by John on June 24, 2014

Paros becomes busier daily.  The tourists come through, then leave.  I stay.  My friends and colleagues stay. We live here and thrive in our respective communities, circles within rings.  I have to admit that I am amazed at how life is working for me these days.  I suit up, show up, don’t push, breathe and keep things light.  I take my pictures, ride my bike, etc…Here are the bullet points:

–I am working towards a small solo show for November, centered around, and exhibited in, the small cafe in which I am currently tapping away on my Macbook.

–My Macbook is in fine running order.  Fully cleaned, reseated RAM, etc…No overheating.  Thanks to Pararam in Naoussa for that, and only 20 euros!  In the US it would have been three times that amount.

–I had a nice discussion with a friend the other day about working and showing your work, i.e. “putting yourself out there.”  On being prolific.  We cited the author Michael Chabon.  He is my age, more for less.  He has published a lot of books.  Not all of them are Pulitzer Prize winners, but he has published a lot of books.  That’s OK.  If people want to know what you are doing, you should show them.  Once a year, big or small, grand or humble.  It all matters.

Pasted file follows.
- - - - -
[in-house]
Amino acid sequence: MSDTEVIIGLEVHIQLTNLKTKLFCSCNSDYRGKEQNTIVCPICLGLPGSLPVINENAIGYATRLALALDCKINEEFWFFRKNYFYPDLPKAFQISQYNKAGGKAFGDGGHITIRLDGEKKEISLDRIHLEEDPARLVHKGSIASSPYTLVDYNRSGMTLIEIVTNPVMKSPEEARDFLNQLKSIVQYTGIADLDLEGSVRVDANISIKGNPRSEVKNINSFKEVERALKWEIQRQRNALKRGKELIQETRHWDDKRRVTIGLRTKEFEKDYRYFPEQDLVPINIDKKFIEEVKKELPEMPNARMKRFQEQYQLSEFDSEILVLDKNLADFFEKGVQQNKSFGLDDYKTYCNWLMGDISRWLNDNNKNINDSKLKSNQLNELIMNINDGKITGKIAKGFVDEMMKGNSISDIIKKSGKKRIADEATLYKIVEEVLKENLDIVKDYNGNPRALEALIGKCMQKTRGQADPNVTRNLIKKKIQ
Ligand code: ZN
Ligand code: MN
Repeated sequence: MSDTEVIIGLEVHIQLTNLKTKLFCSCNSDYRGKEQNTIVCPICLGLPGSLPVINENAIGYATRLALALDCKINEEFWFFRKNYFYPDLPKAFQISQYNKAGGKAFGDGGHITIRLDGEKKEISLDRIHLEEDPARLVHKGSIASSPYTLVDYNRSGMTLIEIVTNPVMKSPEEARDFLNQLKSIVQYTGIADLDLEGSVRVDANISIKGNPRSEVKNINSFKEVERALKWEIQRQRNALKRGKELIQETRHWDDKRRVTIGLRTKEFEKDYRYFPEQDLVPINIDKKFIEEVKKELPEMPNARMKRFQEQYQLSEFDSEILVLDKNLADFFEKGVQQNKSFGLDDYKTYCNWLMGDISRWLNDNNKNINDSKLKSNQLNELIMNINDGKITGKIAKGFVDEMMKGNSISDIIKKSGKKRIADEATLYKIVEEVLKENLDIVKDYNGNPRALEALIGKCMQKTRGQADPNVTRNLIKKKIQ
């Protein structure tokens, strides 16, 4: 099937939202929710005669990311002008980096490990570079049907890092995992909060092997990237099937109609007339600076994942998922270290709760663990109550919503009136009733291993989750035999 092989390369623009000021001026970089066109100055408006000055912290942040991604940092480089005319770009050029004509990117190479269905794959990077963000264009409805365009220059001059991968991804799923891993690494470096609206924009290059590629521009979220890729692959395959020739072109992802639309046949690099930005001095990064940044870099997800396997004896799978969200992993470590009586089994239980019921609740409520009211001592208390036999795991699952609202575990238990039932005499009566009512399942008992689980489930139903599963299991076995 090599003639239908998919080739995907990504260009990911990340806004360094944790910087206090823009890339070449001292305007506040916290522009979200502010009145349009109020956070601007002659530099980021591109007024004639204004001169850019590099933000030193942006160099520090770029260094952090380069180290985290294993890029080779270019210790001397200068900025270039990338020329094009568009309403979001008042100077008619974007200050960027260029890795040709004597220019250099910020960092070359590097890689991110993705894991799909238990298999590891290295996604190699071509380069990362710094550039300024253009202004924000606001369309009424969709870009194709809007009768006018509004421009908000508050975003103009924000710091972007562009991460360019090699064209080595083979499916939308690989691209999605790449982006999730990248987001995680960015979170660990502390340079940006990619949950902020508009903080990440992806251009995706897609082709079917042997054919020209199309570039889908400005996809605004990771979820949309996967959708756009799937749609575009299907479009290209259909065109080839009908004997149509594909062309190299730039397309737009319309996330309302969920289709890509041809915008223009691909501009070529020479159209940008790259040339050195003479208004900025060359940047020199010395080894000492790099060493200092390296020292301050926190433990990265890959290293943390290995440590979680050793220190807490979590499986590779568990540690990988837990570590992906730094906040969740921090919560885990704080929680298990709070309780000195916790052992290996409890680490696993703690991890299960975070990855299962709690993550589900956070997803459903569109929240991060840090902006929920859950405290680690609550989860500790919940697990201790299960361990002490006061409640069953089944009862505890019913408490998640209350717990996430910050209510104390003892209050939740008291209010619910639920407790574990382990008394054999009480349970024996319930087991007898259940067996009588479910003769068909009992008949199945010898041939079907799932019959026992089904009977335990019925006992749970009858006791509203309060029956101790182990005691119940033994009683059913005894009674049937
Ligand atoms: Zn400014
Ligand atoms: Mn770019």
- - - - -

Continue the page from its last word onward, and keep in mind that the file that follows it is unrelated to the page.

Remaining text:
–I rode my first long road race last weekend.  The Circle of Paros, 61km around the island, began at 17:40 Saturday.  It was my first long race, first road race.  I rode the course on my mountain bike last Wednesday and made it in 3 hrs 15 min.  That’s with fat tires, 5 stops for water, and not being exactly sure of the route.  Afterwards some more experienced riders advised me to load slick road tires on my MB and ride that way.  So I did it.  I just wanted to knock off 16 minutes.  My final time was 2:37:48.  And I had a puncture that delayed me 6-7 minutes.  Here is a Youtube link.  It’s in Greek but it’s fun to watch…